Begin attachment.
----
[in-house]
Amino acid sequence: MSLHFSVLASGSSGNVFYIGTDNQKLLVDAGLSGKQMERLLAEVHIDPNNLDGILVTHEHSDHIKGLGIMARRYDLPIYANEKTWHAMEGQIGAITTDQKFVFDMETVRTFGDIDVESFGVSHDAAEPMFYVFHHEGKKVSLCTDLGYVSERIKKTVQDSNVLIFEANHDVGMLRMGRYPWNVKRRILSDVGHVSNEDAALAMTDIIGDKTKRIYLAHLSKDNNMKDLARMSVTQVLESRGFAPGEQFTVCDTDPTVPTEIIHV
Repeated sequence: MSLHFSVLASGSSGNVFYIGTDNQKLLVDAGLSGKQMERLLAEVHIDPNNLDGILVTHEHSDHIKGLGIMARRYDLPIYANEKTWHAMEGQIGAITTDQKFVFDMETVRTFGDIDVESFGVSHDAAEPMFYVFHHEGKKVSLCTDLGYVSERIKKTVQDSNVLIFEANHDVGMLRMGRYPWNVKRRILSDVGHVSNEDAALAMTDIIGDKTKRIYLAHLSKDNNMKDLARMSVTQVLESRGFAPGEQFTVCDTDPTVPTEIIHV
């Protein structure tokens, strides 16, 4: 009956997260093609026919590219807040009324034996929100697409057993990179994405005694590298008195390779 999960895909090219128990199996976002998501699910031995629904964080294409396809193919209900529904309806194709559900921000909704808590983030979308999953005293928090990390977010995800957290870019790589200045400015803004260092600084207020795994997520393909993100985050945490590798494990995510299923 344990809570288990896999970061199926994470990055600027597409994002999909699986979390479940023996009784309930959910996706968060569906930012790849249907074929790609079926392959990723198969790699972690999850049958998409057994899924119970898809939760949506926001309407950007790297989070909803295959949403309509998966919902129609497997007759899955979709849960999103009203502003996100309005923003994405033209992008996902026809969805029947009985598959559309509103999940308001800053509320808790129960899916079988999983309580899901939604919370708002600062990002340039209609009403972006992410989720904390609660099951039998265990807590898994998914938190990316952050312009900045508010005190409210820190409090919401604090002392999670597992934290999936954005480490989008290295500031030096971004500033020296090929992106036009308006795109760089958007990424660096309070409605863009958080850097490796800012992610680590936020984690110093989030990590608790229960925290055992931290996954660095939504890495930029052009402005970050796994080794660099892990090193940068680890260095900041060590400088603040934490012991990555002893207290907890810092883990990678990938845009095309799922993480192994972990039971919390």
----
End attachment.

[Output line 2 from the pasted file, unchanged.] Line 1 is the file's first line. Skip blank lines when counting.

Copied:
Amino acid sequence: MSLHFSVLASGSSGNVFYIGTDNQKLLVDAGLSGKQMERLLAEVHIDPNNLDGILVTHEHSDHIKGLGIMARRYDLPIYANEKTWHAMEGQIGAITTDQKFVFDMETVRTFGDIDVESFGVSHDAAEPMFYVFHHEGKKVSLCTDLGYVSERIKKTVQDSNVLIFEANHDVGMLRMGRYPWNVKRRILSDVGHVSNEDAALAMTDIIGDKTKRIYLAHLSKDNNMKDLARMSVTQVLESRGFAPGEQFTVCDTDPTVPTEIIHV